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Nutrition in Animals

Nutrition in Animals

Nutrition, Nutrition in animals, Modes of nutrition in animals, Process of nutrition in animals, Types of animals based on nutrition.

The process of obtaining food and then using it to generate energy, grow, and heal the body is known as nutrition. As we already know, plants make their own food through photosynthesis. Animals, on the other hand, are heterotrophs, meaning they eat other organisms. 

In this article, we will further read about “what is nutrition in animals?”

What is Nutrition in Animals?

It is the process of consuming various nutrients such as carbs, vitamins, minerals, proteins, and so on in order to support various biological processes such as development and repair. Nutrients provide energy for a variety of metabolic processes.

The food we eat is derived from either plants or other animals. We eat grains, pulses, vegetables, and other plant-based meals, as well as animal-based goods such as milk, eggs, poultry, and fish.

Nutrients Absorbed By Animals

  • Carbohydrates: They give you energy, particularly for your brain controlling blood glucose levels.  
  • Proteins: Proteins are required for the production and growth of cells, tissues, and organs, as well as for the development and repair of body tissue. 
  • Fats: They provide energy and protect the organs from harm.  
  • Vitamins: Vitamins are classified into two categories based on their solubility. Vitamins B and C are both water and fat-soluble (vitamin A D E and K). Vitamin deficiency can cause disorders including night blindness, scurvy, and rickets, among others. 
  • Minerals: Minerals include sodium, which regulates electrolytes and muscular contractions in our bodies, chlorine, which is required for healthy fluid balance, and potassium, which maintains fluid balance, Calcium and phosphorus are minerals that help strengthen bones and teeth, iron that helps in the formation of hemoglobin in red blood cells, etc. 

Nutrition in Animals Process

The following steps are included in the nutrition in animal process:

Ingestion: The act of ingesting food is known as ingestion.

Digestion: The large food particles are broken down into smaller, water-soluble bits during this process. Food digestion can be physical or chemical. Physical methods include chewing the food in the mouth while the chemical method includes the digestive juices that are secreted inside the body. 

Mouth and Oesophagus: Digestion begins in the mouth, where the salivary gland secretes the saliva, which contains two types of enzymes: ptyalin and maltase. Saliva contains an enzyme called salivary amylase, which starts the process of converting starches in food to maltose. On an average day, humans secrete about 1.5 liters of saliva, which is acidic in nature (pH 6.8).

Digestion in the Stomach: This acidic environment in the stomach aids in the breaking down of food particles and the absorption of essential nutrients. Gastric glands secrete gastric juice which has the enzymes Pepsin and Renin. Pepsin degrades proteins into peptones, while Renin degrades Caseinogen to Casein. Hydrochloric acid is present.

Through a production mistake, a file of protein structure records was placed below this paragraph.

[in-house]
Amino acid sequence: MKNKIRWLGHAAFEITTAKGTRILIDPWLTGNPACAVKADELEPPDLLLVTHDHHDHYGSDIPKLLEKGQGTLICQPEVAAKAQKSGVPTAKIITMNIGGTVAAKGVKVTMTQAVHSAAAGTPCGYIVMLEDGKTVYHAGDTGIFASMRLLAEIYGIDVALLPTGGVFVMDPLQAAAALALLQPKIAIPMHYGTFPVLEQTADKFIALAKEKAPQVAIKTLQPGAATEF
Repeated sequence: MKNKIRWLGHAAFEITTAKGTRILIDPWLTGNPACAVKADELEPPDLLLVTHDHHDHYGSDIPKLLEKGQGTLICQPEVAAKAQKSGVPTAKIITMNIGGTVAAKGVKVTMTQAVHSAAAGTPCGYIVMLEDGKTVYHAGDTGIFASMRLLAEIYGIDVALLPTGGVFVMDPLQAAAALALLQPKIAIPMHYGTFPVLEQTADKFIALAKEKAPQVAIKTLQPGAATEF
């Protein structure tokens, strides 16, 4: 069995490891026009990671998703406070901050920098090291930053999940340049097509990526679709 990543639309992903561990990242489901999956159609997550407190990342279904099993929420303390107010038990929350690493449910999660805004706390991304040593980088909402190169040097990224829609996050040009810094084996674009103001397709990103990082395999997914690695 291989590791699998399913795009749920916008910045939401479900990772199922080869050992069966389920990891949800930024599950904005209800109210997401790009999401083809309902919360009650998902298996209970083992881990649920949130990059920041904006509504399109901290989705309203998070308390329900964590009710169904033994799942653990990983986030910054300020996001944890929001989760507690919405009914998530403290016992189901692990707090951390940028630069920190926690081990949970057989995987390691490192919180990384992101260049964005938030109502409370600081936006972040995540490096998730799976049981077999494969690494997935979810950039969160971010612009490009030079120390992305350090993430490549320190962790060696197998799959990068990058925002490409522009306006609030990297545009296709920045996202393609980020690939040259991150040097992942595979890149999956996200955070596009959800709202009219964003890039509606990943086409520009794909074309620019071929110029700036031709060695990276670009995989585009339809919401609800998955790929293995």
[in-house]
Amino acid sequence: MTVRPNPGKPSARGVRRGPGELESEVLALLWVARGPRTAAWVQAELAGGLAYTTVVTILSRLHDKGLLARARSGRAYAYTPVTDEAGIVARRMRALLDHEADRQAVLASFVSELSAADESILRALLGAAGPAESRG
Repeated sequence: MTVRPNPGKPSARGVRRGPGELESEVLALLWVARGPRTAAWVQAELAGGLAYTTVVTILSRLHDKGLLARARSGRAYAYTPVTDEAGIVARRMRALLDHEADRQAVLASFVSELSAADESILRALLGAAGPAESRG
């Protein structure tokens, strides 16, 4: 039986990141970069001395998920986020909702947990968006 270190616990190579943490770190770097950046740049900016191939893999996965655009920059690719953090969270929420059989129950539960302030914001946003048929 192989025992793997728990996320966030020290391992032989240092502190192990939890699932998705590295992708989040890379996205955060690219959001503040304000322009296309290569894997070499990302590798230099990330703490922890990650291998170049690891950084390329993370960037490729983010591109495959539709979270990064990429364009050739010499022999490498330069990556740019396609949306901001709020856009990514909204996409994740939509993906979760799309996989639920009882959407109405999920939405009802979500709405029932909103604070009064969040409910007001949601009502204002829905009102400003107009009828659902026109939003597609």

Digestion in Duodenum: The duodenum gets partially digested food (chyme) from the stomach. The gallbladder secretes bile, which is made by the liver and aids in the breakdown of lipids into a form that can be absorbed by the intestines. Bile juice’s primary role is to convert acidic foods to alkaline.

Pancreatic juice mixes with food and contains the following enzymes:

  • Trypsin is a digestive enzyme that breaks down proteins and peptones into polypeptides and amino acids.
  • Amylase is an enzyme that transforms starch into soluble sugar. 
  • Lipase is a digestive enzyme that breaks down emulsified lipids into glycerol and fatty acids.

Digestion in the Small Intestine: The process of digestion is completed in the small intestine, and the absorption of digested meals begins. Intestinal juices that have erepsin, maltase, sucrase, lactase, and lipase are secreted in the small intestine and are alkaline in nature. Approximately 2 liters of intestinal juice are secreted per day. 

  • Absorption: In this step, the digested food is absorbed into the bloodstream through the gut wall. 
  • Assimilation: Food is taken and utilized by the body’s cells for energy, growth, and repair.
  • Egestion: Food that has not been digested is excreted in the feces. Egestion is the term for this procedure.

Types of Animals Based on Nutrition

  • Holozoic: This type of animal will consume, digest, and absorb the food. There are three varieties of these animals:
  • Herbivores are animals that only eat plants (e.g. Cow, Goat, etc.)
  • Carnivores (animals that devour other animals) are the second type of animal (e.g. Tiger, Viper, Spiders, etc.)
  • Animals that eat both animals and plants are known as omnivores (e.g. Human Beings, Ants, etc.)
  • Parasites: These are parasitic organisms that live on or inside other living things. This species of animal is reliant on the sustenance of other animals. The parasitic animal is known as a parasite, and the animal on which it is dependent is known as a host.
  • Saprozoic: It is a type of animal that feeds on dead and decaying organic debris. These organisms eat rotting wood from dead and decaying trees, rotten leaves, dead animals, rotten bread, and other rotting materials.

Conclusion

Nutrition in animals is just as vital as plant nutrition. Plants manufacture their own food through the process of photosynthesis, but animals are unable to do so and must rely on plants or other animals for their nourishment. Different modes for heterotrophic nutrition in animals include holozoic, parasitic, and saprophytic.